Why is the first reaction to a female police officer making a complaint against a male colleague to transfer the reporting officer?  This is often a rushed response intended as a means of protecting the complainant officer. But is it really? Often the result has the opposite effect. The complainant officer is marginalized within the new assignment and is usually transferred from an assignment she has worked towards throughout her career.

Recall from part 1 that the majority of complainants in the study were found to be in the 30-39 age group, which places them approximately mid-way through their careers. Transfer of the complaining officer is punitive, especially when the accused offending officer is permitted to remain in assignment. Of course, this is not an easy situation to deal with and the size of the agency can limit the options available. Police department administrators and supervisors have to tread carefully when considering how to handle personnel assignments when confronted with a sexual harassment, sexual assault, or gender discrimination complaint.

Plaintiff’s attorneys will and have argued successfully that transfer of the reporting officer is retaliatory.

4. The reporting officer is retaliated against by the employer

Retaliation against a complainant officer occurs often and is usually disguised as an administrative event unrelated to the complaint. Unfavorable job assignments, denial of overtime or leave, contrived disciplinary offenses and isolation of the complaining officer, all factor into retaliatory allegations in a civil lawsuit. Other times the retaliation is more direct and odious.

The irony in many cases I have studied is those wherein a reviewing court determined the allegations of sexual harassment or discrimination to be unfounded but held against the police employer due to the retaliation the complainant endured after making a complaint. In many other cases reviewed, the department made an already bad case worse by its actions against the female officer subsequent to a complaint being filed. Of the 172 cases studied, 80 (approximately 46.5%) of them had retaliation as a component of the filed civil lawsuit. The average value of cases with a retaliation claim, from combined settlement and jury verdict results, was $587,517.68 with an average settlement amount of $460,142.86. Based on the average settlement costs provided in part 1, retaliation claims add, on average, approximately $70,711.42 to settlement costs. If those cases go to a jury verdict the results are in the high six-figure to seven-figure range.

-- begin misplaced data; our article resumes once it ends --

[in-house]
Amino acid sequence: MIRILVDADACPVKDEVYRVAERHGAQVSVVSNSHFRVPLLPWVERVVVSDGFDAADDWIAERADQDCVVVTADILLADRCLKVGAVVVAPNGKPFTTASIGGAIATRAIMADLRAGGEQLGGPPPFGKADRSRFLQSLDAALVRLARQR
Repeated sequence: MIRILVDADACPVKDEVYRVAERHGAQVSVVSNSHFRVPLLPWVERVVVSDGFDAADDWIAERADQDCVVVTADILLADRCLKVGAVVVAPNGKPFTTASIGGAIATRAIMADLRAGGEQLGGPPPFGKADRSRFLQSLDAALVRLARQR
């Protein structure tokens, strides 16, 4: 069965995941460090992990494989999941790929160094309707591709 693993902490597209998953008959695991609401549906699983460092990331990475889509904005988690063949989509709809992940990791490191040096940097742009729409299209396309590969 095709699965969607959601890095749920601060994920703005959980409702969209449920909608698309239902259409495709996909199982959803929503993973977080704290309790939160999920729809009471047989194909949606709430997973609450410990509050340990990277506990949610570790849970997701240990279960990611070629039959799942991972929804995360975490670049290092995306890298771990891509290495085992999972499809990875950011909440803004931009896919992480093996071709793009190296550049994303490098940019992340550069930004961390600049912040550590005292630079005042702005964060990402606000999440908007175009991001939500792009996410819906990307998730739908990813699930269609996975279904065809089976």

Sexual harassment, sexual assault and gender discrimination have no place in a modern, professional police department. However, if confronted with a complaint it is best to follow the reporting protocols in place and not exacerbate the issue by committing one of the four mistakes outlined above. Otherwise, you will be heading for expensive liability damages while making plaintiff attorneys very happy.

EnD disparate treatment

Women have added great value to the law enforcement profession. They have stood side by side with male colleagues during emergencies and armed confrontations. Women have ascended the ranks to lead some of the largest police agencies in the country. Still, the data indicates that they have not always received the level of equality and fair treatment accorded their male colleagues.

If U.S. policing is to make a significant gain in the number of women recruited to the profession, then police administrators and line supervisors must do a better job of ensuring disparate treatment and sexual harassment no longer stand in the way of drawing qualified candidates to the job.


Read next: Alaska police veteran tells her story

Read next: Alaska police veteran tells her story

"My story has been left untold for 49 years — until now, and only through the strength that the #MeToo movement has given me."


Recommended for you

Copyright © 2021 Police1. All rights reserved.